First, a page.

A monastery is thought to have existed on a site long known as the Abbey Graveyard, perhaps originally an island, where several Early Christian graveslabs have been discovered. One probably commemorates Aillill Ua Dunchado, a king of Connacht who died in 764 AD; another, known as the Evangelist Slab, has been described as one of the most exciting pieces of  stone carving of its era ever found in Ireland.


It is recorded that  Brian Bóru led his army from Kincora through here in 1001, his fleet sailing up the river via Lough Derg to attend a gathering.


The first of six successive wicker / wooden bridges was erected in 1120 by the king of Connacht, Tairrdelbach Ua Conchobair, who built a castle on the west bank to defend in 1129. These structures were destroyed and rebuilt several times over the next forty years of wars between the kingdoms of Connacht and Meath.


The Anglo-Normans constructed a motte-and-bailey fortification overlooking the ford. In 1210, in recognition of its strategic importance, Athlone was designated as the joint seat, with Dublin, of Crown government in Ireland, and the construction of a new stone Castle and bridge was begun by Justiciar John Gray.  The anglicised form Athlone was first recorded in a document of 1214.


The Priory of SS Peter and Paul / de Innocentia, the only Cluniac foundation in Ireland, gave its name to Abbey Lane. According to tradition it was founded c.1150 by Tairrdelbach Ua Conchobair as part of a C12th ecclesiastical reform movement. At its zenith comprised a single nave and transept church with a tower, cloister and conventional buildings.  A Franciscan monastery was established nearby c.1230.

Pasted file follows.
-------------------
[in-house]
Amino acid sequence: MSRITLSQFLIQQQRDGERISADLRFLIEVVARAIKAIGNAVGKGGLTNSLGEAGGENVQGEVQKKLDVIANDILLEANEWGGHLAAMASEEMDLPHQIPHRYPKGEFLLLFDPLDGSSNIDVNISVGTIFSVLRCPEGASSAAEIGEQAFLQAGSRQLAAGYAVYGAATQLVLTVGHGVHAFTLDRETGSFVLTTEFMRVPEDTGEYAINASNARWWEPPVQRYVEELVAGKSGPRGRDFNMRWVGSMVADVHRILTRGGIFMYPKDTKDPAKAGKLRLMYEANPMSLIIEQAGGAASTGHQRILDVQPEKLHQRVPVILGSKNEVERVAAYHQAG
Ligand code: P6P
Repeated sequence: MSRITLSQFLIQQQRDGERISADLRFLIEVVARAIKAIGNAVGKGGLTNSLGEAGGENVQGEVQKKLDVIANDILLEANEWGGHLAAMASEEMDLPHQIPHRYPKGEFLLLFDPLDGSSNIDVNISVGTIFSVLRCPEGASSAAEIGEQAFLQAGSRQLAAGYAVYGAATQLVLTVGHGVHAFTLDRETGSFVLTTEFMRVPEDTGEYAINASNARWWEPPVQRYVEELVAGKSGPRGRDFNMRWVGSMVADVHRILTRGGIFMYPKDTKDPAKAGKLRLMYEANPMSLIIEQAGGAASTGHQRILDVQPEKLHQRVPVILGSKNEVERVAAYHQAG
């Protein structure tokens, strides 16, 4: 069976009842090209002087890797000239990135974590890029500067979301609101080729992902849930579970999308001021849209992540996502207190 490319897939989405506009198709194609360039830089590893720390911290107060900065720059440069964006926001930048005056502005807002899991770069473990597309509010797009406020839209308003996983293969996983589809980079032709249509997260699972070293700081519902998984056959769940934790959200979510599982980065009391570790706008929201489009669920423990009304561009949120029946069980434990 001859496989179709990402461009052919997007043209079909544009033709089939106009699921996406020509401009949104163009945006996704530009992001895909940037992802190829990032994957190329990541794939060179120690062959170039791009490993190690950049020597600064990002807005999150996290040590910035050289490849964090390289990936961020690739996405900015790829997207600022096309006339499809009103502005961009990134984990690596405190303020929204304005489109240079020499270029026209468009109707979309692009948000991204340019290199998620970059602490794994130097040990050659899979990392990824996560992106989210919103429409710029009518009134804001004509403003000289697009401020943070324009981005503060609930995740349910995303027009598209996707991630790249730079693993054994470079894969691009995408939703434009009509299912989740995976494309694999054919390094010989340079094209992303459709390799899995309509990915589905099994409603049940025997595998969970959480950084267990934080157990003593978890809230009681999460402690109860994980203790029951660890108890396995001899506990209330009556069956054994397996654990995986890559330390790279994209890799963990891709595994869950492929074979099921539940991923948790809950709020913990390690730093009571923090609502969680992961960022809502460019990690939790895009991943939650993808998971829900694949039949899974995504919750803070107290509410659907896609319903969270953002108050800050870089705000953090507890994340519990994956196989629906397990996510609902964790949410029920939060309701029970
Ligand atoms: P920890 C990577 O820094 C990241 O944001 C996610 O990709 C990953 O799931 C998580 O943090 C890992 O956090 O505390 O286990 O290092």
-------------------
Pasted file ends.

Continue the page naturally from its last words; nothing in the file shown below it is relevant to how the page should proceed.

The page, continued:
The earliest town wall was built in 1251. The toponyms Northgate Street and Dublingate Street identify the main points of access to the medieval town.


The Old Bridge of Athlone, famous in history, lore and song, was built in 1566, in the ninth year of the reign of Queen Elizabeth I. The 360ft x 14ft bridge had nine arches, with pillars built on stones thrown into the river and held in position by wooden piles. .

 

The Sieges of Athlone

 

Athlone occupied a vital position during the Wars of the Three Kingdoms, as the location of the main bridge over the River Shannon between Leinster and Connacht.